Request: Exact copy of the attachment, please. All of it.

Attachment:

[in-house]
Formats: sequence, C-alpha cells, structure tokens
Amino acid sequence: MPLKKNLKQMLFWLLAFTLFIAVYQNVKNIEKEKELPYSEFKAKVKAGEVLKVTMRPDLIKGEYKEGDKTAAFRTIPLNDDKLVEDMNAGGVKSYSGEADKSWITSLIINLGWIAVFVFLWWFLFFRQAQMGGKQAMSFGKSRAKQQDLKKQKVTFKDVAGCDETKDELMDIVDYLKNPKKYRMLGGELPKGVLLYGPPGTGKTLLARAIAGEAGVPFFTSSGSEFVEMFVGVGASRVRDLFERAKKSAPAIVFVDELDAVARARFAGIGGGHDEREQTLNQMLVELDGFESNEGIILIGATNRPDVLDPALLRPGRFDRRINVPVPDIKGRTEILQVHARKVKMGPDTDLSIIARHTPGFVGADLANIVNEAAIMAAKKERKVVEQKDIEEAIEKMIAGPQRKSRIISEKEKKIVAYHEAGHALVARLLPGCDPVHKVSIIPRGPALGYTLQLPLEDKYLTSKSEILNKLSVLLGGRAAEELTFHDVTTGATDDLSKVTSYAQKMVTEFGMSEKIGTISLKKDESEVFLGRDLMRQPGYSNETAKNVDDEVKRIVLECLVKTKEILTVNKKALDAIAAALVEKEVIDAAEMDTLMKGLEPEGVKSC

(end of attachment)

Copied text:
[in-house]
Formats: sequence, C-alpha cells, structure tokens
Amino acid sequence: MPLKKNLKQMLFWLLAFTLFIAVYQNVKNIEKEKELPYSEFKAKVKAGEVLKVTMRPDLIKGEYKEGDKTAAFRTIPLNDDKLVEDMNAGGVKSYSGEADKSWITSLIINLGWIAVFVFLWWFLFFRQAQMGGKQAMSFGKSRAKQQDLKKQKVTFKDVAGCDETKDELMDIVDYLKNPKKYRMLGGELPKGVLLYGPPGTGKTLLARAIAGEAGVPFFTSSGSEFVEMFVGVGASRVRDLFERAKKSAPAIVFVDELDAVARARFAGIGGGHDEREQTLNQMLVELDGFESNEGIILIGATNRPDVLDPALLRPGRFDRRINVPVPDIKGRTEILQVHARKVKMGPDTDLSIIARHTPGFVGADLANIVNEAAIMAAKKERKVVEQKDIEEAIEKMIAGPQRKSRIISEKEKKIVAYHEAGHALVARLLPGCDPVHKVSIIPRGPALGYTLQLPLEDKYLTSKSEILNKLSVLLGGRAAEELTFHDVTTGATDDLSKVTSYAQKMVTEFGMSEKIGTISLKKDESEVFLGRDLMRQPGYSNETAKNVDDEVKRIVLECLVKTKEILTVNKKALDAIAAALVEKEVIDAAEMDTLMKGLEPEGVKSC